Errors in Solesmes rhythm?
  • miacoyne
    Posts: 1,805
    I started to read an interesting article, "One Hundred Years of the Graduale," by J.B.Goschl. in the recent issue of Sacred Music. He has mentioned that Dom Mocquereau 's system had some errors (in rhythm, I guess he is referring to the ictus that seemed to ignore the Tonic accent. Example on page13 in Sacred Music) ),and that the Solesmes did not sing according to his rule. I believe his system helped a lot for restoring the chants and people to learn to sing them more beautifully. But is this mean that we cannot completely trust his system? How should I solve the problem something like the musical example on Page 13 in Sacred Music?
    Mia
  • Jeffrey TuckerJeffrey Tucker
    Posts: 3,624
    It's a very old debate, and his is one perspective. This is a brilliant article but I'm not sure that these remarks on Mocq were really necessary. It is really too much to go into, and I'm ever more convinced that too much focus on these debates wastes valuable time we need for singing and training.

    At the risk of opening a can of worms, however, the effort to unite music with Latin accents was the theory underlying the Medici edition, as I understand it, and it was this which Solesmes mercifully displaced.
  • OlbashOlbash
    Posts: 312
    Speaking as one who is occasionally skeptical of the Solesmes method, I would say that the helpful thing to keep in mind is that there really isn't a "correct" or "incorrect" approach -- how can there be, when there are so many different manuscripts for the same chants, each with their own peculiarities? Mocquereau was a brilliant scholar and musician, and what Goschl refers to as an "error" is simply a legitimate scholarly theory with which he takes exception. You can't "completely trust" anything -- except the Holy Spirit, of course! -- but you could certainly follow Mocquereau's system and not worry about doing something "incorrect."
  • incantuincantu
    Posts: 989
    Richard Crocker's "An Introduction to Gregorian Chant" has some good reading on this matter. It's clear that he prefers the "nuanced" school of Cardine and the semiologists, but he admits it's mostly because he likes it better, not because it can be proven to be more "correct." There is even an accompanying recording of "nuanced" readings of some of the more familiar chants, that you could compare (with your Graduale Triplex in hand) with an older Solesmes recording.

    I should warn you that this chapter comes about halfway through the book, and that the first half almost completely escaped me. It was like picking up a book on French cooking, and having the first chapter focusing on varying oven temperatures throughout France, complete with charts, and then a paragraph about how to make a cream sauce. Maybe I was just thrown by the word "Introduction" in the title (I had hoped to find some material to use with my choir) or maybe I've been reading too many of Jeffrey's analogies ;).
  • miacoyne
    Posts: 1,805
    I'll be keep using Solesmes for my choir. I think it's the best tool to use to sing chants beautifully. Since the Latin Tonic accents(Latin stress) are supposed to be light and not heavy as English accents, and the ictic notes are treated (suppose to feel a lift than down, I believe)differently from the down beat notes of the modern metrical music, I think there are more varieties you can do to sing artistically; for example, sing differently as to feel Tonic accents on ictic notes, Off-ictic Tonic accents, Tonic accents on reciting tones. I think Solesmes method is more artistic and beautiful than following just the word accents. Although I don't use organ accompaniment for singing chants, I have some organ accompaniment books that change chord on every Tonic accent, very boring and feel like wearing a straight jacket.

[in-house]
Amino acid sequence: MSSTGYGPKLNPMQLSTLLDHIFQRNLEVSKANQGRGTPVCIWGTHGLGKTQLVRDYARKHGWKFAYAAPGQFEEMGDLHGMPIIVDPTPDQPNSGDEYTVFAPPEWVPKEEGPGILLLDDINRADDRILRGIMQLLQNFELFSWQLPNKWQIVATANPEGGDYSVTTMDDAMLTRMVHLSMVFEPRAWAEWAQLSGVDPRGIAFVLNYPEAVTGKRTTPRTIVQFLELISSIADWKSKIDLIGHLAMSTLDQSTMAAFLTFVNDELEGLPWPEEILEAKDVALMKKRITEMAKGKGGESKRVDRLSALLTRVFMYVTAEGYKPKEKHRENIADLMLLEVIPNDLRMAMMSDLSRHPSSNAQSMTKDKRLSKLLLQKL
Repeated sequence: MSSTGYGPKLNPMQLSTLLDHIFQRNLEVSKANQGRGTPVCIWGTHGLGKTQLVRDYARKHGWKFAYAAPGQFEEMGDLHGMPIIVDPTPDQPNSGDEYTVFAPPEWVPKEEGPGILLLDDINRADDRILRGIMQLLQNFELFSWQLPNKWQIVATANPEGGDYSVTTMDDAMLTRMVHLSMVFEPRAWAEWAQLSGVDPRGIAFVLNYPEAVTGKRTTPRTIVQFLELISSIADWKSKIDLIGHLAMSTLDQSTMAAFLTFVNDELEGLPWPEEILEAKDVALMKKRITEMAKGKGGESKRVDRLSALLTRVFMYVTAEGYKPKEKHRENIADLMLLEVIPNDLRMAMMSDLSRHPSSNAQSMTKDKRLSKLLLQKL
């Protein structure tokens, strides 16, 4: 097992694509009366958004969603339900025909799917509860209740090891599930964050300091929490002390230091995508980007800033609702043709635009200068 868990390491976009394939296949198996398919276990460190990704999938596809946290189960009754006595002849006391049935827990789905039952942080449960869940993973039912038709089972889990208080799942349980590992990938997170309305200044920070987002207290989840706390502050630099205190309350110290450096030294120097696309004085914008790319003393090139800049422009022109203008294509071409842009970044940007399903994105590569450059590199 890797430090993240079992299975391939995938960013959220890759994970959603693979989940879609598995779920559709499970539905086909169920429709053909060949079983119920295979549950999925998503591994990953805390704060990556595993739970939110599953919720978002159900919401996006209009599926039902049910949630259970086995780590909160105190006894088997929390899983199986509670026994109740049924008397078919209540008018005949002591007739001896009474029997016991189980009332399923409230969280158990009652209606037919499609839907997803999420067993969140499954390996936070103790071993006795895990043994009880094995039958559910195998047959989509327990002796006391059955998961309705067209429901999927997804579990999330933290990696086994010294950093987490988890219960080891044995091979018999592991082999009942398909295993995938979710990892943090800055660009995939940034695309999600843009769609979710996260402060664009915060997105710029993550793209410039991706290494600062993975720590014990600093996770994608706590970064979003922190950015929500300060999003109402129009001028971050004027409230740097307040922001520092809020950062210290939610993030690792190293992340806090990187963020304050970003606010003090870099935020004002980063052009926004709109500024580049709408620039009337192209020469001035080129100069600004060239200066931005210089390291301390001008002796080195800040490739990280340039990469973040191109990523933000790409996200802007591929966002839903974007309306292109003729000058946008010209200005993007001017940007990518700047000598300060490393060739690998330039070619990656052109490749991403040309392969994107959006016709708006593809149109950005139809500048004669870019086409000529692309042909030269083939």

The accompaniment books that follow the Solesmes method are much more artistic and do not interrupt the flow of the texts. However, when I saw the musical example which Mr. Goschl quoted in the Sacred Music, I was a bit puzzled. I just want to know how we(who use Solesmes method) should solve the problem when we encounter the similar problems. My initial posted message was not on whether it is an error or not, but it was more on how we should solve the musical problem. Can anyone look at the musical example in the Sacred music Page 13, and tell me how you would do about it? (Only thing I can think of is putting a horizontal Episema on the note of 'Tu,' the syllable that has a Tonic accent, to make it more expressive. Solesmes experts, please help me out on this, Can I do that?) I know this is a minor detail. But is''t paying attention to details what makes music more beautiful?
    Mia
  • Jeffrey TuckerJeffrey Tucker
    Posts: 3,624
    This morning, in singing Gustate, I was ever more impressed by the way clean and clear rhythmic rules bring singers together, all doing the same thing at the same time, which is super important especially when the stress of liturgy tends to scramble the brain a bit and lead to errors. If rhythm is not an issue, you can focus on other issues like the text and the quality of sound. If there is rhythmic uncertainty, nothing else seems to go quite right. Let me also mention here that chironomy is very much underrated as a means of conveying the structure to singers. The new issue of Sacred Music contains an article that says this but I really saw a demonstration this morning.